What Gram Gave
Two weeks ago, my grandmother passed away. She was 95 years old and, for 93 of those 95 years, she led a life full of fun and passionate love. Still traveling at age 75, still throwing a strong, fast (base)ball at 85, still driving alone at age 90, I thought it fitting on this Mother’s Day morning to pay tribute to her. I love you, Gram:
As my brother wrote in the eulogy read at her ceremony: In a world where people are consumed with what others think of them, Gram always seemed more interested in simply being herself, consequences be damned.
This is so true. That brings me to the first life lesson Gram taught me:
1. Be yourself and “Don’t give a damn” (her words!!!) what others think. She always spoke her mind, laughed when she wanted to laugh and never EVER worried about what others thought. She never had high blood pressure, never was a nervous person – why, because she didn’t worry about “the small stuff.”
2. Eat what you want to eat but be sure you eat well. I remember Gram verbally taking inventory of whatever was on her plate when we sat down for a meal: “I got my meat, I got my “potatas” (her pronunciation), my veggies – always eat your veggies.” Yep, I can hear her now. Never one to skip dessert, Gram was living proof that as long as one eats in moderation . . . one can remain healthful on the inside. 🙂
3. Make regular doctor and dentist visits. Gram never missed doctor and dentist visits; in fact, I think she rather enjoyed them as I enjoy spa visits today. (Never mind she dated her dentist . . . teehee)
4. Always laugh. Gram innately knew that laughter is the best medicine. Also from my brother’s written eulogy: It was her silliness that made her so much fun to be around and kept you wondering what she would say next. ALWAYS armed with a good story–the details of which would change slightly with each telling–it seemed Gram’s mission in life to make people laugh. Let’s just say that if Gram were at a party in which any of my friends or significant others were present, I had to be prepared to be embarrassed – either from a story Gram would tell about me; or simply from a story Gram would tell. Period. 🙂 We can hear her laugh now!! Loudly I might add – she was a loud person.
5. Do what you got to do to make yourself feel better and move on. My grandmother was never one to hesitate to do things to make herself healthier or happier. She walked A LOT. She took a bath every single night. She made sure she ALWAYS got plenty of sleep. She slept A LOT. She read many books (refer to the little Shakespeare books I found recently in her home, posted on my Instagram). I recall her subscriptions to Reader’s Digest, Good HouseKeeping, and Ladies’ Home Journal . . . all of which she would read cover-to-cover. She watched the news avidly. She viewed many movies and was an old movie trivia queen.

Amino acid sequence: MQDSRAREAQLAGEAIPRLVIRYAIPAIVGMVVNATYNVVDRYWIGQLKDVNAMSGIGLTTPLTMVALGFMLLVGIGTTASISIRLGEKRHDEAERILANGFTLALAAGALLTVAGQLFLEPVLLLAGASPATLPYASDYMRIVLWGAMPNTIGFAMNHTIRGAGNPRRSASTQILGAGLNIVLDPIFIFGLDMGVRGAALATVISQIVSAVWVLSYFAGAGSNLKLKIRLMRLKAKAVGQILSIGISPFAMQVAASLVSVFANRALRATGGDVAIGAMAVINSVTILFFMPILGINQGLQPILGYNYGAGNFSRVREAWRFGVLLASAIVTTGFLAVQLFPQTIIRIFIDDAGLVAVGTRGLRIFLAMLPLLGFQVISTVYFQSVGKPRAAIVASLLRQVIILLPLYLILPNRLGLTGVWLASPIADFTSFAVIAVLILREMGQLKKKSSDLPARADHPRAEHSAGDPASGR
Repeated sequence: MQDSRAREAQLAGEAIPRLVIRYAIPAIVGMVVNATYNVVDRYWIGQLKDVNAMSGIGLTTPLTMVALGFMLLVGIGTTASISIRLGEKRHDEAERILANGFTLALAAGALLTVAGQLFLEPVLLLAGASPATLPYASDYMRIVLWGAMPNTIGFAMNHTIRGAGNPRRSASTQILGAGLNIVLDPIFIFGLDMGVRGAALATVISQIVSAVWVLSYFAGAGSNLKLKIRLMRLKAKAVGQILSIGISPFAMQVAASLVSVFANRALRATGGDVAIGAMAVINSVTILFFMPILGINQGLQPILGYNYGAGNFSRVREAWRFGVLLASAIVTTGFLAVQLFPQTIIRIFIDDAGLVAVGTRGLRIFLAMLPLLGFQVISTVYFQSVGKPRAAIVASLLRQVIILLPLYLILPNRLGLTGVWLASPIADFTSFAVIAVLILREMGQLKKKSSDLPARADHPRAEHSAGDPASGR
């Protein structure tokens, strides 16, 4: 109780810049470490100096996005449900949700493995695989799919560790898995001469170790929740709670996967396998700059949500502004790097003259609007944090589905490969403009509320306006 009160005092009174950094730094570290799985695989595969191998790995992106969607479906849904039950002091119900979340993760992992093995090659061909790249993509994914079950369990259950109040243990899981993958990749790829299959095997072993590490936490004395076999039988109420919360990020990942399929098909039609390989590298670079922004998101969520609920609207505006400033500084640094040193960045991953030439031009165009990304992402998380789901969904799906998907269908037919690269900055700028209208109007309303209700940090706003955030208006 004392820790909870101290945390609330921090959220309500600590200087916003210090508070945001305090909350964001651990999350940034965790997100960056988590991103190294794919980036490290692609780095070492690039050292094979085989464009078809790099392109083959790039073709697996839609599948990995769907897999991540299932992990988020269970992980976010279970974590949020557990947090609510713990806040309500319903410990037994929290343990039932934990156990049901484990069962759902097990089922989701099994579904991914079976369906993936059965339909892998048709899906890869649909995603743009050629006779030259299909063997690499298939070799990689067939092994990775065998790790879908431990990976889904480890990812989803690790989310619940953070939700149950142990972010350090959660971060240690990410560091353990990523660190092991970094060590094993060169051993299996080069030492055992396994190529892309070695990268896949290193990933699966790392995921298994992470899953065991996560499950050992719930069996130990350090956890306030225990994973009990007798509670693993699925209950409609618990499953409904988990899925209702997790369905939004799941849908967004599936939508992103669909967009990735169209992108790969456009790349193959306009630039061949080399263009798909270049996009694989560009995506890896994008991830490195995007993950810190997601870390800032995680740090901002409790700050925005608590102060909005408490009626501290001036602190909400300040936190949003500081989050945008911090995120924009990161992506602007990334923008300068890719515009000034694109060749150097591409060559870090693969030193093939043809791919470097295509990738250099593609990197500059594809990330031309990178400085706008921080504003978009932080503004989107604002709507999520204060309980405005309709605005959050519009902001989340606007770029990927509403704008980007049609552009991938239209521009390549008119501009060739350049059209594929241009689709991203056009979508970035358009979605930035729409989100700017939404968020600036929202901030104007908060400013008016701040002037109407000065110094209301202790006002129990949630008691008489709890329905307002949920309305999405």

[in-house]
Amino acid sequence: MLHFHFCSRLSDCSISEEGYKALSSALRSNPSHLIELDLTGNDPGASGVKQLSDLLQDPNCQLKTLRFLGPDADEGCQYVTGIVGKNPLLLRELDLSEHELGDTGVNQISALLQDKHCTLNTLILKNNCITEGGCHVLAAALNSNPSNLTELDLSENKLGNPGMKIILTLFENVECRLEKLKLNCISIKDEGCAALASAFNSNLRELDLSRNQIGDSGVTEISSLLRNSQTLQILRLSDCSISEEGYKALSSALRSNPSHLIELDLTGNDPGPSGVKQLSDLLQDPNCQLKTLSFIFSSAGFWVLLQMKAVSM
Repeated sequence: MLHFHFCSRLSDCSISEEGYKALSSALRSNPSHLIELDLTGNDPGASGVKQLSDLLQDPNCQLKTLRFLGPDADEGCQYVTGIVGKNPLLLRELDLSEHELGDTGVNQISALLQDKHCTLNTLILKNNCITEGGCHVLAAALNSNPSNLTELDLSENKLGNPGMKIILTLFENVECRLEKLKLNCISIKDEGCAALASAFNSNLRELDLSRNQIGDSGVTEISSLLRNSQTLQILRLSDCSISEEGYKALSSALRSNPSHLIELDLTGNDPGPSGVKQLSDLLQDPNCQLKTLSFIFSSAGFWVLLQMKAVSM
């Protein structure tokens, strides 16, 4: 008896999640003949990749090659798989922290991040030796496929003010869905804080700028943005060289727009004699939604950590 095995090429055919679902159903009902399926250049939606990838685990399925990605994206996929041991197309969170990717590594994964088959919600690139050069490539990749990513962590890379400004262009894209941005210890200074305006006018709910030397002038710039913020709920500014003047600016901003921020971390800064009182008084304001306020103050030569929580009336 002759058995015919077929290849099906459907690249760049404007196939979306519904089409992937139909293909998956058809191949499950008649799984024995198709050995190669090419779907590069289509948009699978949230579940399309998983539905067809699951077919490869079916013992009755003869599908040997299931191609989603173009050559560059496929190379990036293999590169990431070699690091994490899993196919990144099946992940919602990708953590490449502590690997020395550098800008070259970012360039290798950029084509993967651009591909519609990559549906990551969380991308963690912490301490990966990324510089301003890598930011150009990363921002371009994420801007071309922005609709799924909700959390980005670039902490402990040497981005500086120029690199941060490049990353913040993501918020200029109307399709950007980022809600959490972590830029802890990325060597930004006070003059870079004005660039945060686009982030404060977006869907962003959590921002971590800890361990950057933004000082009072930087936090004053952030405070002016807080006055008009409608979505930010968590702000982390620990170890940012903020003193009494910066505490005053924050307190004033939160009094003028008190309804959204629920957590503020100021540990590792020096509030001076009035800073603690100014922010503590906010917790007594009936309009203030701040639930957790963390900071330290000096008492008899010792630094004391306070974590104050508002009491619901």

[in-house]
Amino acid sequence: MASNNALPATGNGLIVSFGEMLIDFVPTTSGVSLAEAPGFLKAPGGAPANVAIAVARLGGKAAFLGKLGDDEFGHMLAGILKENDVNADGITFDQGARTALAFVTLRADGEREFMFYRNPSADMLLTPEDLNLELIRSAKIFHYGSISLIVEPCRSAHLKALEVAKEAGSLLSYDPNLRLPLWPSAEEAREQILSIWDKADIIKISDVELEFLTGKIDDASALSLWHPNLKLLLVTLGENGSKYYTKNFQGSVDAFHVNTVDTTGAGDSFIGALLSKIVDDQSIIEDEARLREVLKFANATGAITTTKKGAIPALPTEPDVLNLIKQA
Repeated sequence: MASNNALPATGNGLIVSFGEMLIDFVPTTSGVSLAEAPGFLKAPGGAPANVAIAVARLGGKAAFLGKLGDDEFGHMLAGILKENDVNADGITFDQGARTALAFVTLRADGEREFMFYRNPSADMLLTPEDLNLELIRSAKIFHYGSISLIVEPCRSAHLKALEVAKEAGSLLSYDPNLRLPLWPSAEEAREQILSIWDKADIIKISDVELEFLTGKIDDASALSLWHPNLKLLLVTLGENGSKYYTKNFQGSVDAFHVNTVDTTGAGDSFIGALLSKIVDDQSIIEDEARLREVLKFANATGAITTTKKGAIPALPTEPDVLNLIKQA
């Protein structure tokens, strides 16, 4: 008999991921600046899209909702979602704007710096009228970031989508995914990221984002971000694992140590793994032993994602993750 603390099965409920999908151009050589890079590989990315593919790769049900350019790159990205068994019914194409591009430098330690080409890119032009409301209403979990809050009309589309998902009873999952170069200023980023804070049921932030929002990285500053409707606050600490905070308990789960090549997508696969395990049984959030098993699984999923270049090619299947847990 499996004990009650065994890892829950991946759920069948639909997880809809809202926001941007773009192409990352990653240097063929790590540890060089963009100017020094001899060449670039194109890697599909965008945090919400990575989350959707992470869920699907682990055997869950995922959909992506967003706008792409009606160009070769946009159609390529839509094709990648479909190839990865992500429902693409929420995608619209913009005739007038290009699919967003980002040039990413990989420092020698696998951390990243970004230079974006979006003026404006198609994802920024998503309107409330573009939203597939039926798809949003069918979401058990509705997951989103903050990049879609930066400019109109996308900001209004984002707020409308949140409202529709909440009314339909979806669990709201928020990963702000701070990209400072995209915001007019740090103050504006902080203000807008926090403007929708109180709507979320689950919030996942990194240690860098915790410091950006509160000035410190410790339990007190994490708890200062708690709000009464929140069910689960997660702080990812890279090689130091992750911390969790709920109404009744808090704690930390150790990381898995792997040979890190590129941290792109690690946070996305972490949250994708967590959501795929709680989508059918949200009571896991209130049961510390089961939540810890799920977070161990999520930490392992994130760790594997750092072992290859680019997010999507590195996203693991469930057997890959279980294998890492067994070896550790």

6. It’s never too late to find the love of your life. She found the love of her life at age 70!!!! This was years after my grandfather passed away. (sadly, my grandparents stayed married but were not truly compatible.) Yes, she found her Joseph at a Democratic party she was working at. We even called him “Grandpa Joe.” They had five wonderful years together before he passed away of cancer – but, in talking with her, one would think she spent her whole life with him the way she always talked him up. It was love so many of us wish for!!! I still remember their little wedding.
7. Say “I love you” every time you see a person you love. I’m getting better at this – Gram ALWAYS said I love you at the end of every conversation.
8. Be strong. This is a woman who lost her only child – my father – when he died suddenly of a heart attack at age 37. She held her head high (literally) through that tough time and even managed to throw laughs in here and there. My mother just recently recalled something my Gram told her at my father’s funeral, “If one of you had to die, it’s better for the children that it was my son rather than you.” WOW!!!!
Gram, I know you are happy and peaceful now at “The Happy Hunting Ground” . . . as you used to refer to it, reuniting with so many open arms welcoming you: you survived your two brothers and three sisters (whom I also loved dearly!!); you survived two husbands; you survived your son. You will never be forgotten. You were such an integral part of this family. I love you.